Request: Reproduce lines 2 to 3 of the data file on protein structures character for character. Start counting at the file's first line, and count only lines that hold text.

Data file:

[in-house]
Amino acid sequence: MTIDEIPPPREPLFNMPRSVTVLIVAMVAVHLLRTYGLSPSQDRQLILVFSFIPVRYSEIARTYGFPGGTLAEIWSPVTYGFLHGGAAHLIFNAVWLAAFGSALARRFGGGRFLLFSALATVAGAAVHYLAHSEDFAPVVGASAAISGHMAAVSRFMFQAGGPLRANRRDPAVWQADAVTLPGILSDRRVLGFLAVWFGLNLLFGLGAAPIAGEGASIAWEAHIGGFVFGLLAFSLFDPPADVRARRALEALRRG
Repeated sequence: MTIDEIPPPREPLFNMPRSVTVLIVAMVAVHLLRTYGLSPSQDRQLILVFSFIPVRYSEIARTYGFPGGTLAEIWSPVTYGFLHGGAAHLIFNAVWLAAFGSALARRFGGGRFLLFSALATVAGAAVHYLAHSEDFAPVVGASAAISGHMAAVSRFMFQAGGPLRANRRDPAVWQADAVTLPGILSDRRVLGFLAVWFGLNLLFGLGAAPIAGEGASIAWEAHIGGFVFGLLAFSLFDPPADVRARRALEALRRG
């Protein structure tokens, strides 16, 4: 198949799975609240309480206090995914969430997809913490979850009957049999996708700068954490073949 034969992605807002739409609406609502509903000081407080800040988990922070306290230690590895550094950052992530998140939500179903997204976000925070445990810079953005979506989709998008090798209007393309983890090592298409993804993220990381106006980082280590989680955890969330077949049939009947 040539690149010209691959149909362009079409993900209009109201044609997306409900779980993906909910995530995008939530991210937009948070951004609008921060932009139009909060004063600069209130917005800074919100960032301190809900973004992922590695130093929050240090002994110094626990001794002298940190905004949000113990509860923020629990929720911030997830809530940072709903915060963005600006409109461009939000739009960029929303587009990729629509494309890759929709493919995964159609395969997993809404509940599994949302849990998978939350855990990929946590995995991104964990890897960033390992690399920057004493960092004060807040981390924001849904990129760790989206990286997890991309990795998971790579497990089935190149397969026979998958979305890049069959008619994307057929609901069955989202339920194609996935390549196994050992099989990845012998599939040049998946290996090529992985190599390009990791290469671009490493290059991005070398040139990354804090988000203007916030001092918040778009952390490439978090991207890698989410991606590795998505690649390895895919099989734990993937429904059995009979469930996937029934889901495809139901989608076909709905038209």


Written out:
Amino acid sequence: MTIDEIPPPREPLFNMPRSVTVLIVAMVAVHLLRTYGLSPSQDRQLILVFSFIPVRYSEIARTYGFPGGTLAEIWSPVTYGFLHGGAAHLIFNAVWLAAFGSALARRFGGGRFLLFSALATVAGAAVHYLAHSEDFAPVVGASAAISGHMAAVSRFMFQAGGPLRANRRDPAVWQADAVTLPGILSDRRVLGFLAVWFGLNLLFGLGAAPIAGEGASIAWEAHIGGFVFGLLAFSLFDPPADVRARRALEALRRG
Repeated sequence: MTIDEIPPPREPLFNMPRSVTVLIVAMVAVHLLRTYGLSPSQDRQLILVFSFIPVRYSEIARTYGFPGGTLAEIWSPVTYGFLHGGAAHLIFNAVWLAAFGSALARRFGGGRFLLFSALATVAGAAVHYLAHSEDFAPVVGASAAISGHMAAVSRFMFQAGGPLRANRRDPAVWQADAVTLPGILSDRRVLGFLAVWFGLNLLFGLGAAPIAGEGASIAWEAHIGGFVFGLLAFSLFDPPADVRARRALEALRRG